Archimedes was given the task to figure out if his King’s newly acquired gold crown was actually made of gold because the King did not trust the town’s goldsmith. In ancient times, how could Archimedes compare two objects without knowing their chemical makeup? In his famous “eureka” moment, Archimedes discovered the principle that has taken his namesake. In his bathtub, gold crown in hand, Archimedes was pondering the problem that was given to him. Seemingly, by accident, the gold crown fell into the bathtub and knocked some water out. Archimedes had solved his problem. Archimedes principle states: “Any object, wholly or partially immersed in a fluid, is buoyed up by a force equal to the weight of the fluid displaced by the object”. In other words, the force of the object’s weight in a fluid (the weight of the crown) will displace the fluid that it is submerged in (bathtub water) in an equal amount. Thus, if he could measure the density of the crown by displacing it in water then he could compare that density with the density of a known piece of actual gold to compare.

 

Archimedes

Isaac Newton

 

1.  Isaac Newton
     a.  Born December 25, 1642
     b.  Died March 20, 1726
     c.  Theories
          i.  Classical mechanics for Physics
         ii.  Law of motion
        iii.  Law of universal gravitation
              1.  Apple falling on Newton's head - Voltaire
     d.  Contributions
           i. 
Co-discovered Calculus with Gottfried Leibniz

          ii.  Laws of motion

               1.  When viewed in an inertial reference frame, an object either remains at rest or continues to

                      move at a constant velocity, unless acted upon by an external force (inertia).

               2.  The vector sum of the external forces F on an object is equal to the mass m of that object  

                      multiplied by the acceleration vector a of the object: F = ma

               3.  When one body exerts a force on a second body, the second body simultaneously exerts a

                     force  equal in magnitude and opposite in direction on the first body (for every rxn there is an 

                     equal  but opposite rxn)

               4.  Newtonian telescope

               5.  Dispersive prism (Opticks (1706))

 

     e.   Equations
            i. 

 

               1.  Law of universal gravitation 

               2.  F = force between two masses; G = gravitation constant (6.673×10−11 N · (m/kg)2); m1 = first

                    mass;  m2 = second mass; r = distance between the centers of the masses

           ii.  Kinematic equations

               1.   d = vo • t + 0.5 • a • t2

               2.  vf = vo + a • t

               3.  vf2 = vo 2 + 2 • a • d
               4.  d = (vo + vf)/ 2 • t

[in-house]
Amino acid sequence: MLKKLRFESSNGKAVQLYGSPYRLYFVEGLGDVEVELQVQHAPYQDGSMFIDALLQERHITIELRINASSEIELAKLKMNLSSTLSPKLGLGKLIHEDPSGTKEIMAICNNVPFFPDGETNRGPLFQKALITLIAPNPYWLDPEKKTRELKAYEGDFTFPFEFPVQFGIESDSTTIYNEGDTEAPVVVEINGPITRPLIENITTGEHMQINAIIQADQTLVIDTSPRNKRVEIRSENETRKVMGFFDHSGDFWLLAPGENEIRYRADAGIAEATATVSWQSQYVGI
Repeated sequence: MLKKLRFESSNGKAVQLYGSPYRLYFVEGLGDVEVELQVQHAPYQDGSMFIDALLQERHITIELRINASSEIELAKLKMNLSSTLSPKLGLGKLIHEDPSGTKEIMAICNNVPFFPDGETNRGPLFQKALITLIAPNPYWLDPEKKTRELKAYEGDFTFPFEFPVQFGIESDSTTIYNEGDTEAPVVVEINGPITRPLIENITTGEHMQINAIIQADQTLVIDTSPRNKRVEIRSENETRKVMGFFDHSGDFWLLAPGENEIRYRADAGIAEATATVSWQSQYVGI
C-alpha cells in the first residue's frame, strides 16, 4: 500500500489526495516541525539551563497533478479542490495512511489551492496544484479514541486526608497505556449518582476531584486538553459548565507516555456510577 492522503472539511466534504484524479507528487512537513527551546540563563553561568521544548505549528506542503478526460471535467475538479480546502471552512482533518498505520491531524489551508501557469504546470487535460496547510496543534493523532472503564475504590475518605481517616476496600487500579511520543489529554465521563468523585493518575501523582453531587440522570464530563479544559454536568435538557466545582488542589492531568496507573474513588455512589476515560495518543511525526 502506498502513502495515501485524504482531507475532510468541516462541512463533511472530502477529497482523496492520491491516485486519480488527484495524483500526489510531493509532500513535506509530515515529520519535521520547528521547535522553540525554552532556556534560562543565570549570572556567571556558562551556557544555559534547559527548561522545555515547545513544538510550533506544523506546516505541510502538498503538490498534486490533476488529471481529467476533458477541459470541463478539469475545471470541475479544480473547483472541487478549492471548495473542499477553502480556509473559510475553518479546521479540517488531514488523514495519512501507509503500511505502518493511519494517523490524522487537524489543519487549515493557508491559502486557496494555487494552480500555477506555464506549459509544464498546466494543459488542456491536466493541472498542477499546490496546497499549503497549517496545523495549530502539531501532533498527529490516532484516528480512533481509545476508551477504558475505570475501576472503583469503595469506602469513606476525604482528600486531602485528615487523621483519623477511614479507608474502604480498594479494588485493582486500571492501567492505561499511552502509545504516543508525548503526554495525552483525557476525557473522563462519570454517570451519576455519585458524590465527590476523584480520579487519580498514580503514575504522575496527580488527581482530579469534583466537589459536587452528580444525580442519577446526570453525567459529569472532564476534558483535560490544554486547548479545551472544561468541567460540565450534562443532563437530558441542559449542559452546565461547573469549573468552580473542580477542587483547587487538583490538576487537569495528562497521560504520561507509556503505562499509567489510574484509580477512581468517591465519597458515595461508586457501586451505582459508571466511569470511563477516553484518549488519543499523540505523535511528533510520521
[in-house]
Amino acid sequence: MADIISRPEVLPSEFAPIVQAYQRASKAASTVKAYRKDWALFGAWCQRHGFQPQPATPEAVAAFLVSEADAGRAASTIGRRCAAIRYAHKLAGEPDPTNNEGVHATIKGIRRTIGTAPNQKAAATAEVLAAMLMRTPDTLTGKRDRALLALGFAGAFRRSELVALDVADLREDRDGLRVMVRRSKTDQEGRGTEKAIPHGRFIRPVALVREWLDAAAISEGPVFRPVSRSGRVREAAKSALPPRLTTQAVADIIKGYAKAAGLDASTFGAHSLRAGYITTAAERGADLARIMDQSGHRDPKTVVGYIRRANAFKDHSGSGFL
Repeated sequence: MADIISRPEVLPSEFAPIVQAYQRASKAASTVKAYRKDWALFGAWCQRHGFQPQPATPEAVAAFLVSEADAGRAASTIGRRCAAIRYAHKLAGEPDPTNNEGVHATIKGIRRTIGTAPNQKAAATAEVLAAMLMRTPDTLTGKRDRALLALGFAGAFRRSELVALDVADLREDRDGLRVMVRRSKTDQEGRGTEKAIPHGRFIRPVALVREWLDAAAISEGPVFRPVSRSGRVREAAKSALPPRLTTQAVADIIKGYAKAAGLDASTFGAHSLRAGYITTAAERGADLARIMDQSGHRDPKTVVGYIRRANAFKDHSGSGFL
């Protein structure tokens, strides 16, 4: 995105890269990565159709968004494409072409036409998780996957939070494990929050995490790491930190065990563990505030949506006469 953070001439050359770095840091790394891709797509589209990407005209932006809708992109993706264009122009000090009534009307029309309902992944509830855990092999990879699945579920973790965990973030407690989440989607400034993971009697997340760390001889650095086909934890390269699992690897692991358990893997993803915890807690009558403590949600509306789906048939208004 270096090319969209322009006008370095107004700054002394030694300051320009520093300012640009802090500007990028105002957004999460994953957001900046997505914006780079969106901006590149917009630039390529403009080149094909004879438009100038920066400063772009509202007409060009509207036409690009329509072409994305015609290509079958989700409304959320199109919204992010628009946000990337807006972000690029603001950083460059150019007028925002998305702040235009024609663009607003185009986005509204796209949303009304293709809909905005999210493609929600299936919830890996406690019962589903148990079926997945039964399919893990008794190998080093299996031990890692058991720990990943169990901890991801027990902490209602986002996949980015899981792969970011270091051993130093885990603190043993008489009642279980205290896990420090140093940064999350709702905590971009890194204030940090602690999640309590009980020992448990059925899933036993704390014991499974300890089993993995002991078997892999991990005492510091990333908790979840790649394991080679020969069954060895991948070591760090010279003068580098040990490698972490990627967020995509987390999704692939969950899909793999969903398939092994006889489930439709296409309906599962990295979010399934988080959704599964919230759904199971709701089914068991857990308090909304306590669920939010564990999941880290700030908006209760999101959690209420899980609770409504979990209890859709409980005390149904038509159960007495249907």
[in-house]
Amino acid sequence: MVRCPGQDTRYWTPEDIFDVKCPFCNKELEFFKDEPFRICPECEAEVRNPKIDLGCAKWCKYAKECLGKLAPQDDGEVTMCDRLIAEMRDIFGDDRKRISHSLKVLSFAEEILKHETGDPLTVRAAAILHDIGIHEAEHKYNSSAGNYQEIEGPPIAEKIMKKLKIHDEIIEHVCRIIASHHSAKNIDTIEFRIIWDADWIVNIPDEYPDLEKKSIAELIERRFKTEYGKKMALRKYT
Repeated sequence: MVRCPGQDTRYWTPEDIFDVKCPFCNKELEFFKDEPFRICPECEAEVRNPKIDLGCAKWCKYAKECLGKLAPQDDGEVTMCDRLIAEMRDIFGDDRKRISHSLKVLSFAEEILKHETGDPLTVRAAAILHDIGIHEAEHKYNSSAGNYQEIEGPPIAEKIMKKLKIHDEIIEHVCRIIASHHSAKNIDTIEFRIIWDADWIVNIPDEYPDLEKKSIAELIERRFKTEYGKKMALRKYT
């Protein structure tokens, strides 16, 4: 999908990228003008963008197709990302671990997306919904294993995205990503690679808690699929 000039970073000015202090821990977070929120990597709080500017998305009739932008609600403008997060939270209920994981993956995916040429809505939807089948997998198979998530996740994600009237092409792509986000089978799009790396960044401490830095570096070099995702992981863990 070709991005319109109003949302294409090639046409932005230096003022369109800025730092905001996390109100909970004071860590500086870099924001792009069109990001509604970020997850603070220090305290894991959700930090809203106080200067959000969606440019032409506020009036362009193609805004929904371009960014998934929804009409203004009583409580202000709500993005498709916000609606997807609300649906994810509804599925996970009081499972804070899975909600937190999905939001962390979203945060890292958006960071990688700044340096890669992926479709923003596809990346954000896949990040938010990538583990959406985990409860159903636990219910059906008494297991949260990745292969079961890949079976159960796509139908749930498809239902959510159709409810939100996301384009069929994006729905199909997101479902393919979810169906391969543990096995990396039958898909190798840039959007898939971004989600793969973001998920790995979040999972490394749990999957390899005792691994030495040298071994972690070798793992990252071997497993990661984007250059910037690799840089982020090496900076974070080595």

a.  where d = displacement; t = time; a = acceleration; vo = original velocity; vf = final velocity

 

 

 

 

 

 

 

 

Problem:

Galileo Galilei wanted to understand and explain the universe, but, like most major innovations to science, he was ahead of his time. Galileo wanted to explain that our universe is heliocentric, or revolves around the sun, as opposed to the common belief, of the time, that the earth was a fixed point at the center of the universe. Galileo looked to Mars, the Red Planet, for explanation. With his newly invented, improved telescope, he demonstrated that the planet appeared to be almost four times bigger during parts of its orbit. How can this be if the earth is fixed and all other planets are revolving around it? Galileo sought out to explain how this observation explains that the earth is not at the center of the universe and that Mars has a special retrograde movement regarding its orbit. The planet appears to be moving in a specific direction then retrogrades or changes direction then changes back to the original direction. One of Galileo’s other big problems was explaining his belief that a heavier body and a lighter body, in a vacuum, would fall down at the same speed. He needed a way to explain that time was the only factor, ignoring air resistance, affecting the speed of the falling objects. He got his idea from a swinging lamp inside of a church cathedral. He measured the swinging of the lamp with his heartbeat and measured the amount of beats it took to swing from one side to the other and back to the original side. This concept of periodicity lead him to use ramps to measure the time it took for bodies to roll down the incline of the ramp. This led him to believe that the only thing slowing the bodies down the ramp is a resisting force such as friction. Besides friction, the only thing affecting the speed of the body down the ramp was the amount of time it spent rolling. Thus, the higher the ramp, or the longer it took to roll, increased the speed. Hence, in a vacuum, with no air resistance, the only thing affecting the speed at which two bodies fell, whether they are a bowling ball and a feather, was the time at that they are released.

 

 

Isaac Newton